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Continuing 'Life Dreams'

Kraken, YouthCare, other nonprofits team up to end youth homelessness, create brighter futures for Black, Indigenous and People of Color young people

by Erica Ayala / @elindsay08 /

Kraken, YouthCare Community Focus

Kraken, YouthCare share Kraken community initiatives

VP of Community Engagement Mari Horita and CEO and President of YouthCare Melinda Giovengo discuss Seattle's community initiatives and impact

  • 09:49 •

When the Seattle Kraken announced the team name July 23, they promoted a commemorative line of "Release the Kraken" gear that fans were quick to purchase online at 

Importantly, the Kraken committed all net proceeds from the first 30 days of sales to local nonprofit YouthCare to end youth homelessness, along with nonprofits Community Passageways and the Urban League of Metropolitan Seattle serving the underserved Black, Indigenous and People of Color in the Greater Seattle region.

The Kraken-YouthCare connection is part of a ten-year, $10 million partnership in which the new NHL team provides cash and in-kind donations to the organization. YouthCare provides such practical needs as meals and shelter along with ongoing efforts to empower, educate and valuing youth. Buying a shirt or hat at will directly result in empowering Seattle-area homeless 12- to 24-year-olds with educational opportunity, career skills and an end goal of employment and security. The net proceeds commitment is for the first 30 days of sale or through Aug. 21.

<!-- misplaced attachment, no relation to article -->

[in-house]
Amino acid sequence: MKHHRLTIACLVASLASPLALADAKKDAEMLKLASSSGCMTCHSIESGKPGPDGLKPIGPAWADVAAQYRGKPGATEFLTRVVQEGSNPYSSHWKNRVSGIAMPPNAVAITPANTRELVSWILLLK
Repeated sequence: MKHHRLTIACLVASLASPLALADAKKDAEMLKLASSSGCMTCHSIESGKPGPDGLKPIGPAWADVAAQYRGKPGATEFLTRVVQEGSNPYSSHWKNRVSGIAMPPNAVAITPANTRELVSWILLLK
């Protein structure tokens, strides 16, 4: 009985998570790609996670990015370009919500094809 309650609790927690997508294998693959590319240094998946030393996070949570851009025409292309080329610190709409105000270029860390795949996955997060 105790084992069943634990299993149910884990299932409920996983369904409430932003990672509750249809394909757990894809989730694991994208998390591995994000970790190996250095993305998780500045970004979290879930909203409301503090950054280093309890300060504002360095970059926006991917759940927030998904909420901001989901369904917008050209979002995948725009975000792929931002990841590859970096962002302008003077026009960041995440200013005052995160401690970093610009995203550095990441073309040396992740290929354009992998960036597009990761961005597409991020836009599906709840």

During the June 23 announcement of "Kraken," the team staged a five-plus hour livestream to celebrate and amplify the name decision. Melinda Giovengo, president and CEO of YouthCare, joined host Ross Fletcher and Kraken vice president Mari Horita to discuss the Seattle Kraken and Climate Pledge Arena's commitment to community advocacy and outreach. 

"YouthCare was part of our organization before our organization existed because Melinda met Tim [Leiweke, CEO of Oak View Group, builder of Climate Pledge Arena and a major figure in bringing the Kraken to Seattle]," said Mari Horita, vice president of community engagement and social impact for the Kraken. "Melinda told Tim what YouthCare is about, that the organization lifts up young people [12 to 24 years old] who are homeless to see a brighter future. YouthCare gives these young people of sense of being seen."

YouthCare has positively impacted Pacific Northwest youth for more than 40 years. It serves approximately 1,500 people a year with services ranging from locating youth sleeping on the streets to providing meals and job readiness training. Giovengo said YouthCare is focused on the young people's "continuation of their life dreams." 

"If a young person walks away from us and never looks back, has a job and an education, that's what we want to see," said YouthCare president and CEO Melinda Giovengo. "Being part of this partnership with the Seattle Kraken gives our people the opportunity to be at the forefront ow what is the biggest development in the community for a long time.